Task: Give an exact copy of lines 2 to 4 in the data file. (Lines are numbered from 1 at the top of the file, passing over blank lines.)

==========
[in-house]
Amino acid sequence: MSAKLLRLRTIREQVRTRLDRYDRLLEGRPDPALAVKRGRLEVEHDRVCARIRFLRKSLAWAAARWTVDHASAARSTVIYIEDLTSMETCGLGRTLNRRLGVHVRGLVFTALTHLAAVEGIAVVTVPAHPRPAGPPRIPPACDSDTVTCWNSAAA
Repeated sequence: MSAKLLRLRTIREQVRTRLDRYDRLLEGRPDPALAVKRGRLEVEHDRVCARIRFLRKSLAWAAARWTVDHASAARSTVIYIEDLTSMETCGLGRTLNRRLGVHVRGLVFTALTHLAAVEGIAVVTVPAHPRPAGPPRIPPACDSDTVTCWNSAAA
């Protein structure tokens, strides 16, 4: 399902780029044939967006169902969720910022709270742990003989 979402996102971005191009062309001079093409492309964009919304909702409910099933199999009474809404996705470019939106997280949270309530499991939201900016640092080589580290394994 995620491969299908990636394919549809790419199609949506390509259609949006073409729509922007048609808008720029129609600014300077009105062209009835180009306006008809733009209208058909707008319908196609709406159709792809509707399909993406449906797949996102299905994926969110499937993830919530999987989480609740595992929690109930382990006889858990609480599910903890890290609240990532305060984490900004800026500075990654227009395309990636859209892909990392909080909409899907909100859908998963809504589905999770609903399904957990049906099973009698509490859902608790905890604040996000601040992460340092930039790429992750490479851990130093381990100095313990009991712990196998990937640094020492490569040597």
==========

Amino acid sequence: MSAKLLRLRTIREQVRTRLDRYDRLLEGRPDPALAVKRGRLEVEHDRVCARIRFLRKSLAWAAARWTVDHASAARSTVIYIEDLTSMETCGLGRTLNRRLGVHVRGLVFTALTHLAAVEGIAVVTVPAHPRPAGPPRIPPACDSDTVTCWNSAAA
Repeated sequence: MSAKLLRLRTIREQVRTRLDRYDRLLEGRPDPALAVKRGRLEVEHDRVCARIRFLRKSLAWAAARWTVDHASAARSTVIYIEDLTSMETCGLGRTLNRRLGVHVRGLVFTALTHLAAVEGIAVVTVPAHPRPAGPPRIPPACDSDTVTCWNSAAA
């Protein structure tokens, strides 16, 4: 399902780029044939967006169902969720910022709270742990003989 979402996102971005191009062309001079093409492309964009919304909702409910099933199999009474809404996705470019939106997280949270309530499991939201900016640092080589580290394994 995620491969299908990636394919549809790419199609949506390509259609949006073409729509922007048609808008720029129609600014300077009105062209009835180009306006008809733009209208058909707008319908196609709406159709792809509707399909993406449906797949996102299905994926969110499937993830919530999987989480609740595992929690109930382990006889858990609480599910903890890290609240990532305060984490900004800026500075990654227009395309990636859209892909990392909080909409899907909100859908998963809504589905999770609903399904957990049906099973009698509490859902608790905890604040996000601040992460340092930039790429992750490479851990130093381990100095313990009991712990196998990937640094020492490569040597």